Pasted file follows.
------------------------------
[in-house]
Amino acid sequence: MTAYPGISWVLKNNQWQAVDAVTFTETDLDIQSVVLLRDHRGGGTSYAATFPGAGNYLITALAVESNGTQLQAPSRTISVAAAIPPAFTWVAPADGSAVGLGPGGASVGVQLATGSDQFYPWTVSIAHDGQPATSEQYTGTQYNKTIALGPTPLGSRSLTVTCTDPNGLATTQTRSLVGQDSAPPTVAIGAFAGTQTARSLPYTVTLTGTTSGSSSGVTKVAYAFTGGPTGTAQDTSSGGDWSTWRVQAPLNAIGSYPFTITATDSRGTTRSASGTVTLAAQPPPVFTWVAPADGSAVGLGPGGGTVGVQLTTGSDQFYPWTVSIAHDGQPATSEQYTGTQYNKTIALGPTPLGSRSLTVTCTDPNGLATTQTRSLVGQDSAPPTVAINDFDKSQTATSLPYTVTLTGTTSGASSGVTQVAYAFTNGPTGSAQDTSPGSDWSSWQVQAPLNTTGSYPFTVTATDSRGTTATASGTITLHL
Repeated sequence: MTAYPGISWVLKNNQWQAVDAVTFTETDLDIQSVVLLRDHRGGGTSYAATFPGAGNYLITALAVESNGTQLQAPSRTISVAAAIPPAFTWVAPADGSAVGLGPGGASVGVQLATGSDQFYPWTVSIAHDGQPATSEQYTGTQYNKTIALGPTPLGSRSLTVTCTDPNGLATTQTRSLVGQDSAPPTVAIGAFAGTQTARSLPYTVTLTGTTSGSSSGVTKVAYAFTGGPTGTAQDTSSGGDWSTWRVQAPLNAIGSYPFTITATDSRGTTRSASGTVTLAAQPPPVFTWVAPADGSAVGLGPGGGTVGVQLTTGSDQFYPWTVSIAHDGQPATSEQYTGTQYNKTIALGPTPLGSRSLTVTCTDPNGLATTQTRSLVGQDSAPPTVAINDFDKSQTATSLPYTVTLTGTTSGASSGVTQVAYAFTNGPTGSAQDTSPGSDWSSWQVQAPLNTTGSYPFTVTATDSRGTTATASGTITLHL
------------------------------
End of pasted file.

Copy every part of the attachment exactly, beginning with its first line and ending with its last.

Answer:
[in-house]
Amino acid sequence: MTAYPGISWVLKNNQWQAVDAVTFTETDLDIQSVVLLRDHRGGGTSYAATFPGAGNYLITALAVESNGTQLQAPSRTISVAAAIPPAFTWVAPADGSAVGLGPGGASVGVQLATGSDQFYPWTVSIAHDGQPATSEQYTGTQYNKTIALGPTPLGSRSLTVTCTDPNGLATTQTRSLVGQDSAPPTVAIGAFAGTQTARSLPYTVTLTGTTSGSSSGVTKVAYAFTGGPTGTAQDTSSGGDWSTWRVQAPLNAIGSYPFTITATDSRGTTRSASGTVTLAAQPPPVFTWVAPADGSAVGLGPGGGTVGVQLTTGSDQFYPWTVSIAHDGQPATSEQYTGTQYNKTIALGPTPLGSRSLTVTCTDPNGLATTQTRSLVGQDSAPPTVAINDFDKSQTATSLPYTVTLTGTTSGASSGVTQVAYAFTNGPTGSAQDTSPGSDWSSWQVQAPLNTTGSYPFTVTATDSRGTTATASGTITLHL
Repeated sequence: MTAYPGISWVLKNNQWQAVDAVTFTETDLDIQSVVLLRDHRGGGTSYAATFPGAGNYLITALAVESNGTQLQAPSRTISVAAAIPPAFTWVAPADGSAVGLGPGGASVGVQLATGSDQFYPWTVSIAHDGQPATSEQYTGTQYNKTIALGPTPLGSRSLTVTCTDPNGLATTQTRSLVGQDSAPPTVAIGAFAGTQTARSLPYTVTLTGTTSGSSSGVTKVAYAFTGGPTGTAQDTSSGGDWSTWRVQAPLNAIGSYPFTITATDSRGTTRSASGTVTLAAQPPPVFTWVAPADGSAVGLGPGGGTVGVQLTTGSDQFYPWTVSIAHDGQPATSEQYTGTQYNKTIALGPTPLGSRSLTVTCTDPNGLATTQTRSLVGQDSAPPTVAINDFDKSQTATSLPYTVTLTGTTSGASSGVTQVAYAFTNGPTGSAQDTSPGSDWSSWQVQAPLNTTGSYPFTVTATDSRGTTATASGTITLHL